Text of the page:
Zynga Is Still a Buy No Matter What Other Investors Think
NEW YORK (TheStreet) -- If there was any remaining doubt about the efficient market theory's (EMT) death, Zynga
(ZNGA) effectively removed it last week.
Amazingly, some universities continue to teach EMT. If you're a student attending a university that teaches EMT, ask how it explains Zynga's 10% one-day drop because its CEO didn't inspire confidence during his interview at the Bank of America (BAC) Merrill Lynch Global Technology Conference. If you didn't listen to it, you can here.
EMT can't explain it, but behavioral finance can. Rationality left the building for Zynga's shares during Thursday and Friday trading and with raw emotion replaced it. Fear of ever-greater losses moved shareholders to create an avalanche of sell orders. Zynga closed Friday at $2.97, down nearly 22% for the year to date.
If you want to understand what drives stock prices, you're probably better off studying psychology instead of finance because sentiment, fear and greed dictate stock prices on any given day. Logic may rule over the long run but it can take an incredible amount of time to arrive. Logic isn't measured in days, weeks or even months, its journey is often measured in years.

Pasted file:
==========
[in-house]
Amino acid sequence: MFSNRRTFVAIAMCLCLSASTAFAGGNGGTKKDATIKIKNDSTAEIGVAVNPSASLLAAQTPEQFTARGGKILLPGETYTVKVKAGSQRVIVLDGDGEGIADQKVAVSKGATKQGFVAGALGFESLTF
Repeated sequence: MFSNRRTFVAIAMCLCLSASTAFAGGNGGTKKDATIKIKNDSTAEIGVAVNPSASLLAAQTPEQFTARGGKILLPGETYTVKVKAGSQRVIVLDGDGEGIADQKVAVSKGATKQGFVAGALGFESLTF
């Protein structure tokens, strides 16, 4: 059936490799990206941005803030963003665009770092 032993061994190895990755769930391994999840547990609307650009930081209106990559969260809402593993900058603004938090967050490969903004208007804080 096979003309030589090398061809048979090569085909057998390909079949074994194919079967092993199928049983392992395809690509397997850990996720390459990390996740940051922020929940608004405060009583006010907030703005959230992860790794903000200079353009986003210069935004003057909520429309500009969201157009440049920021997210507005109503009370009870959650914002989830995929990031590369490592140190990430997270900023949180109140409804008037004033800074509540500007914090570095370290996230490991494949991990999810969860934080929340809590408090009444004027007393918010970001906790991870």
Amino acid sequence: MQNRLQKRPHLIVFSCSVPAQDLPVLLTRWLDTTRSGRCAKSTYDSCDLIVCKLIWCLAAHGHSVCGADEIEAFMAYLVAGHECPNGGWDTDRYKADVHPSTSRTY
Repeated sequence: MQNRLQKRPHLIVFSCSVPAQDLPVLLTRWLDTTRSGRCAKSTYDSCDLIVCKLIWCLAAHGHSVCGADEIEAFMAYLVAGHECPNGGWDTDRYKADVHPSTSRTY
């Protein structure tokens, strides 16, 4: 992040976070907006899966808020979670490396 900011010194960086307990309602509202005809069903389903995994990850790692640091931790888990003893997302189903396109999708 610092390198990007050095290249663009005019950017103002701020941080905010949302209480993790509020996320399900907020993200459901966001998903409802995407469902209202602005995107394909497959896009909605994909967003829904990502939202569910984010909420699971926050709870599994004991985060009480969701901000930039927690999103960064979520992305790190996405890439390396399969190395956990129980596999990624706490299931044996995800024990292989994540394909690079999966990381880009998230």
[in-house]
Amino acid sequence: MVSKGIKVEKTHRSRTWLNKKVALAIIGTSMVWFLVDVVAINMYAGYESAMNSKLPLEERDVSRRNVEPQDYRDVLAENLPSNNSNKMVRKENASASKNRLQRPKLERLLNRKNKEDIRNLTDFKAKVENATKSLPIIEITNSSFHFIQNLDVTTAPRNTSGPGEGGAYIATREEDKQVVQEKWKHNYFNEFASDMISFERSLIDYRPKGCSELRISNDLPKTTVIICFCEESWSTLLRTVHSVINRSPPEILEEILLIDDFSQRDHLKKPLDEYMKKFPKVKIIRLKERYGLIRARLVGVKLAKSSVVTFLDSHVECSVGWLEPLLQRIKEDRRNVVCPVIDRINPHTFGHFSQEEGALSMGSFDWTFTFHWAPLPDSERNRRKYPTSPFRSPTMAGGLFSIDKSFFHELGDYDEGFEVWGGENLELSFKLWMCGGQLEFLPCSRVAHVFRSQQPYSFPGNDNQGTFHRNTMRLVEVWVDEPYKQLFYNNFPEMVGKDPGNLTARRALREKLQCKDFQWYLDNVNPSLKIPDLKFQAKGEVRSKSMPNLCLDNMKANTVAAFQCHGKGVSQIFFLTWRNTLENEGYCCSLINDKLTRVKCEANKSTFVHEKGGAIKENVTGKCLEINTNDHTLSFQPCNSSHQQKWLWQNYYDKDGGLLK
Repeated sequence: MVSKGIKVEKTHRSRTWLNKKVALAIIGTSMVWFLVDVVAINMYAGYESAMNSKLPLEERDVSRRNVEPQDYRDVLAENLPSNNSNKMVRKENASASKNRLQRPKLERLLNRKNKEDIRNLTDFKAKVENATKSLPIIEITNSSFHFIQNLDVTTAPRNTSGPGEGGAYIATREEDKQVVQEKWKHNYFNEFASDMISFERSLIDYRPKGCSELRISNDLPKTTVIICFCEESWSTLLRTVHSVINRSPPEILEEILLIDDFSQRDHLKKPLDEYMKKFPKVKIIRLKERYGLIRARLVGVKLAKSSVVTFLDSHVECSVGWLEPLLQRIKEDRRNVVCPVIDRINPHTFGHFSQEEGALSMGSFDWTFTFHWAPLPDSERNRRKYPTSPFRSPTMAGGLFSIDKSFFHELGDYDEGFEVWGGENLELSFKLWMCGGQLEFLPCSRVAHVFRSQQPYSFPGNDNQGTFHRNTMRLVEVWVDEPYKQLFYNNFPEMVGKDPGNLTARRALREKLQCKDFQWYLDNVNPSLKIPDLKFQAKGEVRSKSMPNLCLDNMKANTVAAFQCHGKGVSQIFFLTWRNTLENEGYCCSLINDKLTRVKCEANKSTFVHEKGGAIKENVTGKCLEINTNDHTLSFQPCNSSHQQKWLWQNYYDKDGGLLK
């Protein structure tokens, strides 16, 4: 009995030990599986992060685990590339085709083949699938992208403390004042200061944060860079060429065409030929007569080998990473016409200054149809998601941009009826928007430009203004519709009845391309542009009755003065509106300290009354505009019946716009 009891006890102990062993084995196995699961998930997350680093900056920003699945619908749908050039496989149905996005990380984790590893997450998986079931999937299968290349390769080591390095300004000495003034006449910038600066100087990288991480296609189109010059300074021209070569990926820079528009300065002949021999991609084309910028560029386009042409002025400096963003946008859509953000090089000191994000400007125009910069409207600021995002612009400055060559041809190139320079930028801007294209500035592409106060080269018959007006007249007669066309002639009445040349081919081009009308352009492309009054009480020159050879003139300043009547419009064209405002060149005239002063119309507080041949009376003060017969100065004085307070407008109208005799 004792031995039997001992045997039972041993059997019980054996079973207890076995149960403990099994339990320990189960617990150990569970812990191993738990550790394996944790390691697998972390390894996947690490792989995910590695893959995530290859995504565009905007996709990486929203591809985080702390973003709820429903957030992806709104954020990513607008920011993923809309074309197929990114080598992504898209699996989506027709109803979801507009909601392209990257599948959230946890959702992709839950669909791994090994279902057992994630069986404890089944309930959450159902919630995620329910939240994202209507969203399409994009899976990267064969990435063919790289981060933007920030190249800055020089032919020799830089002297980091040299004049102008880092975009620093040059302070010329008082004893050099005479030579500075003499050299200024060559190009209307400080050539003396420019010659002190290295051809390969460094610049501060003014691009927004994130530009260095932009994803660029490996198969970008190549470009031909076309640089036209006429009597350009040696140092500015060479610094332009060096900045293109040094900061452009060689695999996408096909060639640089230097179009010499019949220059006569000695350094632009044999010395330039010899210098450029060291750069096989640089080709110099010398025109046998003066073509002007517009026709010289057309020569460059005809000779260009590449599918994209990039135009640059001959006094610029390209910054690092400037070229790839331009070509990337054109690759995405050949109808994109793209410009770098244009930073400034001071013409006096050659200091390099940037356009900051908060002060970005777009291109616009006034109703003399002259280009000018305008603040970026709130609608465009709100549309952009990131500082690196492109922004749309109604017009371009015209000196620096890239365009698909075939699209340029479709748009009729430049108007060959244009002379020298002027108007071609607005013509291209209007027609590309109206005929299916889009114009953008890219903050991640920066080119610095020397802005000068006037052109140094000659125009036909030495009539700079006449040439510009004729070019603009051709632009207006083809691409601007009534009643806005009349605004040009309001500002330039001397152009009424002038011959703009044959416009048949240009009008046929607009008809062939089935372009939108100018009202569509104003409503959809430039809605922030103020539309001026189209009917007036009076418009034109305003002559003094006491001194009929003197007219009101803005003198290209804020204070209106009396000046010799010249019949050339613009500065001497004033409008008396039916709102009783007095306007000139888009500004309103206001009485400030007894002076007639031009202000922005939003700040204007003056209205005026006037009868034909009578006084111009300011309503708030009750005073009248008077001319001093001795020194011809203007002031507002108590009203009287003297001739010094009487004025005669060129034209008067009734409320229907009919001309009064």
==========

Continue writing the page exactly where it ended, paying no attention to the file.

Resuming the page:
On Thursday alone over 150 million shares traded hands and did the investors frantically placing sell orders think about who was on the other side? I think not. Because if they had the sellers may have remembered that for every trade there is a buyer and seller. For everyone that sold Thursday thinking that was the best price they could gain, someone was on the other side believing that was the lowest price they could purchase shares.
I bought shares on Friday because I don't believe the company changed.
Each business pays a discount on the total amount charged and that varies by the type of transaction and business. If you walk into Walmart (WMT) and buy an Apple (AAPL) iPhone for $100, Walmart may receive about $99. The merchant credit card processor and the credit card companies keep the difference. If you ever wondered how Capital One can offer points to cardholders for using its card, it's able to do so from the fees it charges business when you use it.